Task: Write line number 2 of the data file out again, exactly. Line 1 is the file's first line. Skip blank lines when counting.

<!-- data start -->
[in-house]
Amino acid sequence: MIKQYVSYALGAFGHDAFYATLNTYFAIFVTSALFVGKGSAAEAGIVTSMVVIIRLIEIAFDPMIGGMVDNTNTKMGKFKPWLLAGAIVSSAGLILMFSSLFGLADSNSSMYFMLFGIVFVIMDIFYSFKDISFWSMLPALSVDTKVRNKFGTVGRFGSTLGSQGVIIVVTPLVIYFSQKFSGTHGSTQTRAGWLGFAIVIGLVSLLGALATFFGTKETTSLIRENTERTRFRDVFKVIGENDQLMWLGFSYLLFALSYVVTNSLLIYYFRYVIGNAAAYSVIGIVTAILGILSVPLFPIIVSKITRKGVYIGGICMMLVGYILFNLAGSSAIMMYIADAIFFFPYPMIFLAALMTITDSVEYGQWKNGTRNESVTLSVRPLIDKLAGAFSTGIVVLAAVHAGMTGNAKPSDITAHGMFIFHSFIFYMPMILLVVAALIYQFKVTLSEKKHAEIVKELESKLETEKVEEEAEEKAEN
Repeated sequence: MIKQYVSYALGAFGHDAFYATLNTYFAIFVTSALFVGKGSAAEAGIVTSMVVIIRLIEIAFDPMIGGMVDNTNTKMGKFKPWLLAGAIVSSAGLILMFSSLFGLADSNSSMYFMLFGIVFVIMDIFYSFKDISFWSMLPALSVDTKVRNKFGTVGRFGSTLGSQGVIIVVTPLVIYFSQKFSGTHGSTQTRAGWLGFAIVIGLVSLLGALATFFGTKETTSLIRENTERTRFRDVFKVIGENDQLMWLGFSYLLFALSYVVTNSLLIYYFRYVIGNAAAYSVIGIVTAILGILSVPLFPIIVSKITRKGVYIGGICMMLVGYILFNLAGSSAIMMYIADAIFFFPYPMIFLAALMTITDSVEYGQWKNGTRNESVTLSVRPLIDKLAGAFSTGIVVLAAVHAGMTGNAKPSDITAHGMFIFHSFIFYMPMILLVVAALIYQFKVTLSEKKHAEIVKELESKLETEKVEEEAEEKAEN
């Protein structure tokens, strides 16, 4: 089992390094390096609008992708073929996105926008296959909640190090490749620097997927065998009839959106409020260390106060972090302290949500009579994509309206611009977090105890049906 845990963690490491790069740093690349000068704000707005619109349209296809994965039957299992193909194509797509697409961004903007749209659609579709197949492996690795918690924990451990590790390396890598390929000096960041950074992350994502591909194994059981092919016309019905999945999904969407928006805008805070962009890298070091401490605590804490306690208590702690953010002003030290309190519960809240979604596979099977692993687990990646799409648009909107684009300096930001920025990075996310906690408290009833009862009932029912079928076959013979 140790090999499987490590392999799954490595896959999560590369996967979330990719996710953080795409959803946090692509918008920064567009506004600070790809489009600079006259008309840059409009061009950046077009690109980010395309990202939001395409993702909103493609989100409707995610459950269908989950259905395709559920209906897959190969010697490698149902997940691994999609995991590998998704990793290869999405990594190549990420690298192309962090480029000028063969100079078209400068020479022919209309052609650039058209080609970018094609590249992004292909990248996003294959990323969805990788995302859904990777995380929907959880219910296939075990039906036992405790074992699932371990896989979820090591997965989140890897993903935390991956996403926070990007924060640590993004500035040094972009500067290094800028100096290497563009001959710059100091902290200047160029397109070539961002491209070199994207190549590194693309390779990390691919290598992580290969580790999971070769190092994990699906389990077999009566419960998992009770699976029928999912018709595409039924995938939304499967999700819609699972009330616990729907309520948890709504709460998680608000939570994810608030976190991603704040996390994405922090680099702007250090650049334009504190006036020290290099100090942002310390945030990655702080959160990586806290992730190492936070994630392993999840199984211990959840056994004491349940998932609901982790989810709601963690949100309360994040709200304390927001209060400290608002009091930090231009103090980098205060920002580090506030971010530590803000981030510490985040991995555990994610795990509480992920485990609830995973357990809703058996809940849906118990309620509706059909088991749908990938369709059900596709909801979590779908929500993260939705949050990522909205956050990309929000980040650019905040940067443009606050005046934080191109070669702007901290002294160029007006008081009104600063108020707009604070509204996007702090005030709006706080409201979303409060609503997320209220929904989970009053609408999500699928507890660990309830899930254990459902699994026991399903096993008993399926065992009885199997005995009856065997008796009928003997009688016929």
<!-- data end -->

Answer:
Amino acid sequence: MIKQYVSYALGAFGHDAFYATLNTYFAIFVTSALFVGKGSAAEAGIVTSMVVIIRLIEIAFDPMIGGMVDNTNTKMGKFKPWLLAGAIVSSAGLILMFSSLFGLADSNSSMYFMLFGIVFVIMDIFYSFKDISFWSMLPALSVDTKVRNKFGTVGRFGSTLGSQGVIIVVTPLVIYFSQKFSGTHGSTQTRAGWLGFAIVIGLVSLLGALATFFGTKETTSLIRENTERTRFRDVFKVIGENDQLMWLGFSYLLFALSYVVTNSLLIYYFRYVIGNAAAYSVIGIVTAILGILSVPLFPIIVSKITRKGVYIGGICMMLVGYILFNLAGSSAIMMYIADAIFFFPYPMIFLAALMTITDSVEYGQWKNGTRNESVTLSVRPLIDKLAGAFSTGIVVLAAVHAGMTGNAKPSDITAHGMFIFHSFIFYMPMILLVVAALIYQFKVTLSEKKHAEIVKELESKLETEKVEEEAEEKAEN